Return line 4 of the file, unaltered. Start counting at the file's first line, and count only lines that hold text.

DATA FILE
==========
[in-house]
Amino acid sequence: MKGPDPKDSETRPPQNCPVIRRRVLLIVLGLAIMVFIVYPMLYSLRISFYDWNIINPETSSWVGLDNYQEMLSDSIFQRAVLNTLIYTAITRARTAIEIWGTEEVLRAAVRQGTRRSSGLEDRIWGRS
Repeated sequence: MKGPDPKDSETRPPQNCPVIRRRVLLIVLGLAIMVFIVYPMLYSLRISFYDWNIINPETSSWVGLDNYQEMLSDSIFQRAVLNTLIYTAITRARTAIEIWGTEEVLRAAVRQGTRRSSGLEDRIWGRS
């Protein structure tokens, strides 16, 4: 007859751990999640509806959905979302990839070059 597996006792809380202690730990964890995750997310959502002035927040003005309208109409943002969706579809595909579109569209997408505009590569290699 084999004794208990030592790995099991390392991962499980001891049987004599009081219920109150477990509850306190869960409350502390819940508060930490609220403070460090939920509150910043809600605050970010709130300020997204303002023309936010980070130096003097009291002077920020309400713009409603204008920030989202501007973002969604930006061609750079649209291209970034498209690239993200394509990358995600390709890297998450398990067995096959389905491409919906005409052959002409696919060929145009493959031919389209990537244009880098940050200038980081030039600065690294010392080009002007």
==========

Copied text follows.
């Protein structure tokens, strides 16, 4: 007859751990999640509806959905979302990839070059 597996006792809380202690730990964890995750997310959502002035927040003005309208109409943002969706579809595909579109569209997408505009590569290699 084999004794208990030592790995099991390392991962499980001891049987004599009081219920109150477990509850306190869960409350502390819940508060930490609220403070460090939920509150910043809600605050970010709130300020997204303002023309936010980070130096003097009291002077920020309400713009409603204008920030989202501007973002969604930006061609750079649209291209970034498209690239993200394509990358995600390709890297998450398990067995096959389905491409919906005409052959002409696919060929145009493959031919389209990537244009880098940050200038980081030039600065690294010392080009002007």